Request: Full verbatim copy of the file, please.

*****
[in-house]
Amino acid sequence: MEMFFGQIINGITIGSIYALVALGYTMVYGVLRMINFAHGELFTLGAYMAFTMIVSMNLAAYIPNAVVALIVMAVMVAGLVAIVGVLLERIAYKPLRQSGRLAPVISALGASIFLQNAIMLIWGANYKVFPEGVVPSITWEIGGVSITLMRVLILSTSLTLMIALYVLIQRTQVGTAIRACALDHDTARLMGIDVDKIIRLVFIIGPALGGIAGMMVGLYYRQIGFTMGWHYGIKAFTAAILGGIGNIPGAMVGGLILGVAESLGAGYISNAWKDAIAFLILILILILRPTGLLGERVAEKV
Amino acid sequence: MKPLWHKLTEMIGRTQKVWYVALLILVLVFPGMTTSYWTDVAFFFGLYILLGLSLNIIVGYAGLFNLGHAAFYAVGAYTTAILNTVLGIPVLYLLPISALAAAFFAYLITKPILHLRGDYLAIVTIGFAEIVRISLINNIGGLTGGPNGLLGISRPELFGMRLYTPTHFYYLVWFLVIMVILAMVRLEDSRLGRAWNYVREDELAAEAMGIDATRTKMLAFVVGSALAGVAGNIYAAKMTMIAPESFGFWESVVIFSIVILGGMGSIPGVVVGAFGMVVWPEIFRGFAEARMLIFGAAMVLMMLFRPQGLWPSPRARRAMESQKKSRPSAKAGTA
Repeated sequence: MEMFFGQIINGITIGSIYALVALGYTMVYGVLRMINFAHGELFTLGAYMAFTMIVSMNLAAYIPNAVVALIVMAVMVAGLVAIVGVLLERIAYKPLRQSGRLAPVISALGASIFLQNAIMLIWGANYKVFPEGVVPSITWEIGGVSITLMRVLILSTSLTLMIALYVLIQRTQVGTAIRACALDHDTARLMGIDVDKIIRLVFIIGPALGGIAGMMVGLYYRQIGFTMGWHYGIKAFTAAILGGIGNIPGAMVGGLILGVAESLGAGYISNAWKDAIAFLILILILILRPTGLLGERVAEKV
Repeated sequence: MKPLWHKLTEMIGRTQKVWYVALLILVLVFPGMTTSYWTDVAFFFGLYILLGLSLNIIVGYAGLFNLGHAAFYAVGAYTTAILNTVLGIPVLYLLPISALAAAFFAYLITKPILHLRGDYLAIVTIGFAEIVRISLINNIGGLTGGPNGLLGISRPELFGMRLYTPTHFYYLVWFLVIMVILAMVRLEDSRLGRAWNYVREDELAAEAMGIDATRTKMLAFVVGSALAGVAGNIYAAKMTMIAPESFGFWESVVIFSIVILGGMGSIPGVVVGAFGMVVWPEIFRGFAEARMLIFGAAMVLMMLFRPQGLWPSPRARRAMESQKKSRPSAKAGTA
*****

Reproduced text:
[in-house]
Amino acid sequence: MEMFFGQIINGITIGSIYALVALGYTMVYGVLRMINFAHGELFTLGAYMAFTMIVSMNLAAYIPNAVVALIVMAVMVAGLVAIVGVLLERIAYKPLRQSGRLAPVISALGASIFLQNAIMLIWGANYKVFPEGVVPSITWEIGGVSITLMRVLILSTSLTLMIALYVLIQRTQVGTAIRACALDHDTARLMGIDVDKIIRLVFIIGPALGGIAGMMVGLYYRQIGFTMGWHYGIKAFTAAILGGIGNIPGAMVGGLILGVAESLGAGYISNAWKDAIAFLILILILILRPTGLLGERVAEKV
Amino acid sequence: MKPLWHKLTEMIGRTQKVWYVALLILVLVFPGMTTSYWTDVAFFFGLYILLGLSLNIIVGYAGLFNLGHAAFYAVGAYTTAILNTVLGIPVLYLLPISALAAAFFAYLITKPILHLRGDYLAIVTIGFAEIVRISLINNIGGLTGGPNGLLGISRPELFGMRLYTPTHFYYLVWFLVIMVILAMVRLEDSRLGRAWNYVREDELAAEAMGIDATRTKMLAFVVGSALAGVAGNIYAAKMTMIAPESFGFWESVVIFSIVILGGMGSIPGVVVGAFGMVVWPEIFRGFAEARMLIFGAAMVLMMLFRPQGLWPSPRARRAMESQKKSRPSAKAGTA
Repeated sequence: MEMFFGQIINGITIGSIYALVALGYTMVYGVLRMINFAHGELFTLGAYMAFTMIVSMNLAAYIPNAVVALIVMAVMVAGLVAIVGVLLERIAYKPLRQSGRLAPVISALGASIFLQNAIMLIWGANYKVFPEGVVPSITWEIGGVSITLMRVLILSTSLTLMIALYVLIQRTQVGTAIRACALDHDTARLMGIDVDKIIRLVFIIGPALGGIAGMMVGLYYRQIGFTMGWHYGIKAFTAAILGGIGNIPGAMVGGLILGVAESLGAGYISNAWKDAIAFLILILILILRPTGLLGERVAEKV
Repeated sequence: MKPLWHKLTEMIGRTQKVWYVALLILVLVFPGMTTSYWTDVAFFFGLYILLGLSLNIIVGYAGLFNLGHAAFYAVGAYTTAILNTVLGIPVLYLLPISALAAAFFAYLITKPILHLRGDYLAIVTIGFAEIVRISLINNIGGLTGGPNGLLGISRPELFGMRLYTPTHFYYLVWFLVIMVILAMVRLEDSRLGRAWNYVREDELAAEAMGIDATRTKMLAFVVGSALAGVAGNIYAAKMTMIAPESFGFWESVVIFSIVILGGMGSIPGVVVGAFGMVVWPEIFRGFAEARMLIFGAAMVLMMLFRPQGLWPSPRARRAMESQKKSRPSAKAGTA